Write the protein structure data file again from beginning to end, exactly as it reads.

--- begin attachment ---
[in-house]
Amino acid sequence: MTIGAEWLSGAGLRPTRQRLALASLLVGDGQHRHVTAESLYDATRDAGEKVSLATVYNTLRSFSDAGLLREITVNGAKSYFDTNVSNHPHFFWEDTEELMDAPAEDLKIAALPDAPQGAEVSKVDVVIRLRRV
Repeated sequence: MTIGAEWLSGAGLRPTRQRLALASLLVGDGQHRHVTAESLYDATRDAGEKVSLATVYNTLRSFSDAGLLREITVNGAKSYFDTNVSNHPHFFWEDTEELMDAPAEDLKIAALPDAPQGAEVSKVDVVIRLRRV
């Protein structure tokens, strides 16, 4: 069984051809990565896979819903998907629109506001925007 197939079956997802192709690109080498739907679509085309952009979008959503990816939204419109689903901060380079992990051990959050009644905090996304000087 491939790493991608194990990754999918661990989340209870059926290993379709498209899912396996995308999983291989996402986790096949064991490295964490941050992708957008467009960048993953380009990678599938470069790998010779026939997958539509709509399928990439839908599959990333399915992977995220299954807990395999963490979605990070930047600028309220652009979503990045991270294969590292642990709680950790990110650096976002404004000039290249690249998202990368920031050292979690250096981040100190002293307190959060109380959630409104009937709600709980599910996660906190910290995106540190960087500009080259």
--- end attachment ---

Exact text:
[in-house]
Amino acid sequence: MTIGAEWLSGAGLRPTRQRLALASLLVGDGQHRHVTAESLYDATRDAGEKVSLATVYNTLRSFSDAGLLREITVNGAKSYFDTNVSNHPHFFWEDTEELMDAPAEDLKIAALPDAPQGAEVSKVDVVIRLRRV
Repeated sequence: MTIGAEWLSGAGLRPTRQRLALASLLVGDGQHRHVTAESLYDATRDAGEKVSLATVYNTLRSFSDAGLLREITVNGAKSYFDTNVSNHPHFFWEDTEELMDAPAEDLKIAALPDAPQGAEVSKVDVVIRLRRV
């Protein structure tokens, strides 16, 4: 069984051809990565896979819903998907629109506001925007 197939079956997802192709690109080498739907679509085309952009979008959503990816939204419109689903901060380079992990051990959050009644905090996304000087 491939790493991608194990990754999918661990989340209870059926290993379709498209899912396996995308999983291989996402986790096949064991490295964490941050992708957008467009960048993953380009990678599938470069790998010779026939997958539509709509399928990439839908599959990333399915992977995220299954807990395999963490979605990070930047600028309220652009979503990045991270294969590292642990709680950790990110650096976002404004000039290249690249998202990368920031050292979690250096981040100190002293307190959060109380959630409104009937709600709980599910996660906190910290995106540190960087500009080259």